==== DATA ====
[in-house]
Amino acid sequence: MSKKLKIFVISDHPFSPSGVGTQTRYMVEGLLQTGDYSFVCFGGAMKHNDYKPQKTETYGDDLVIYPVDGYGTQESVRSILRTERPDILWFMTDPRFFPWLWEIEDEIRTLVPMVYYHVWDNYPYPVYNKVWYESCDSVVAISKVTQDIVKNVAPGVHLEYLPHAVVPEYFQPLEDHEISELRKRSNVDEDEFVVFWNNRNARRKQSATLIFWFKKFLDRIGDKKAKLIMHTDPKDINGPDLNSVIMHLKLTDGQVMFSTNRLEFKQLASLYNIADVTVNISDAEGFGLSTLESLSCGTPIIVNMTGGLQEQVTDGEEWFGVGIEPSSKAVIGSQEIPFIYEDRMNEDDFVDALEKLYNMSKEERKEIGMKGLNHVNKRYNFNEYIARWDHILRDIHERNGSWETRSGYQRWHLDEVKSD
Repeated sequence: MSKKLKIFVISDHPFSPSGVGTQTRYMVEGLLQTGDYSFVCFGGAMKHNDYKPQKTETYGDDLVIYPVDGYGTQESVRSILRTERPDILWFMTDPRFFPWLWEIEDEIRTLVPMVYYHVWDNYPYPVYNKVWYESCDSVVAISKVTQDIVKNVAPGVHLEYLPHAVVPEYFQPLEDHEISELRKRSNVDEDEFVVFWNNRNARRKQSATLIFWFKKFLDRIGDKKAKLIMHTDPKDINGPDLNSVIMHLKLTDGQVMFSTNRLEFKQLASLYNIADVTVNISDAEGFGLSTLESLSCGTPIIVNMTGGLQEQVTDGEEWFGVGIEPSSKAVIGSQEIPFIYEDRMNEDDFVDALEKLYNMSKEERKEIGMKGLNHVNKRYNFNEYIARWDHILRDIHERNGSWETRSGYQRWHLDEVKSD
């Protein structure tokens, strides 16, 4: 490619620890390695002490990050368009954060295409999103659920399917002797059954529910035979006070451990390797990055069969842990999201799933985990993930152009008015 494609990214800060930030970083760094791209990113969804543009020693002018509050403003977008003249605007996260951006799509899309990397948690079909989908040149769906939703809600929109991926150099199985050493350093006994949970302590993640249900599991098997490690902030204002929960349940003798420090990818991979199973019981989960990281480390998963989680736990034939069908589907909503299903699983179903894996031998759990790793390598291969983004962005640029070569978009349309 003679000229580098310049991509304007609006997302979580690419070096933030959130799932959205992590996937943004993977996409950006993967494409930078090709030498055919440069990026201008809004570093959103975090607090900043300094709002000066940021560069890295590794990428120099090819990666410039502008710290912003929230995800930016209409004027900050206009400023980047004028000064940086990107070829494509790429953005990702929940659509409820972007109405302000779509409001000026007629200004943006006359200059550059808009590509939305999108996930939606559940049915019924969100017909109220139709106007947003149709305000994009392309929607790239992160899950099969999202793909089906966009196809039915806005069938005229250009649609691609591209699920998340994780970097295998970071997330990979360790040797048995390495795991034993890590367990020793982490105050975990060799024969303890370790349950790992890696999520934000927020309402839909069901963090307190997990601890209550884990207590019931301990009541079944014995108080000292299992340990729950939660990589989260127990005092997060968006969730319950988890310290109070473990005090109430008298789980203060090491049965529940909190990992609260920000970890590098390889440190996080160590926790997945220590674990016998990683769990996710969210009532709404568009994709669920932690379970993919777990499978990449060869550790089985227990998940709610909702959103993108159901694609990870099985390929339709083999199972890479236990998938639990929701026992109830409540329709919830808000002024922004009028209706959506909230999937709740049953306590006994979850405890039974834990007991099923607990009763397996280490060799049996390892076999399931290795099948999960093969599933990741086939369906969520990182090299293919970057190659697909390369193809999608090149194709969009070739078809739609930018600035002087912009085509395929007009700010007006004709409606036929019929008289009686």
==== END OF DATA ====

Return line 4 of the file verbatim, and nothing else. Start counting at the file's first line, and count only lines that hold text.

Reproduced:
């Protein structure tokens, strides 16, 4: 490619620890390695002490990050368009954060295409999103659920399917002797059954529910035979006070451990390797990055069969842990999201799933985990993930152009008015 494609990214800060930030970083760094791209990113969804543009020693002018509050403003977008003249605007996260951006799509899309990397948690079909989908040149769906939703809600929109991926150099199985050493350093006994949970302590993640249900599991098997490690902030204002929960349940003798420090990818991979199973019981989960990281480390998963989680736990034939069908589907909503299903699983179903894996031998759990790793390598291969983004962005640029070569978009349309 003679000229580098310049991509304007609006997302979580690419070096933030959130799932959205992590996937943004993977996409950006993967494409930078090709030498055919440069990026201008809004570093959103975090607090900043300094709002000066940021560069890295590794990428120099090819990666410039502008710290912003929230995800930016209409004027900050206009400023980047004028000064940086990107070829494509790429953005990702929940659509409820972007109405302000779509409001000026007629200004943006006359200059550059808009590509939305999108996930939606559940049915019924969100017909109220139709106007947003149709305000994009392309929607790239992160899950099969999202793909089906966009196809039915806005069938005229250009649609691609591209699920998340994780970097295998970071997330990979360790040797048995390495795991034993890590367990020793982490105050975990060799024969303890370790349950790992890696999520934000927020309402839909069901963090307190997990601890209550884990207590019931301990009541079944014995108080000292299992340990729950939660990589989260127990005092997060968006969730319950988890310290109070473990005090109430008298789980203060090491049965529940909190990992609260920000970890590098390889440190996080160590926790997945220590674990016998990683769990996710969210009532709404568009994709669920932690379970993919777990499978990449060869550790089985227990998940709610909702959103993108159901694609990870099985390929339709083999199972890479236990998938639990929701026992109830409540329709919830808000002024922004009028209706959506909230999937709740049953306590006994979850405890039974834990007991099923607990009763397996280490060799049996390892076999399931290795099948999960093969599933990741086939369906969520990182090299293919970057190659697909390369193809999608090149194709969009070739078809739609930018600035002087912009085509395929007009700010007006004709409606036929019929008289009686």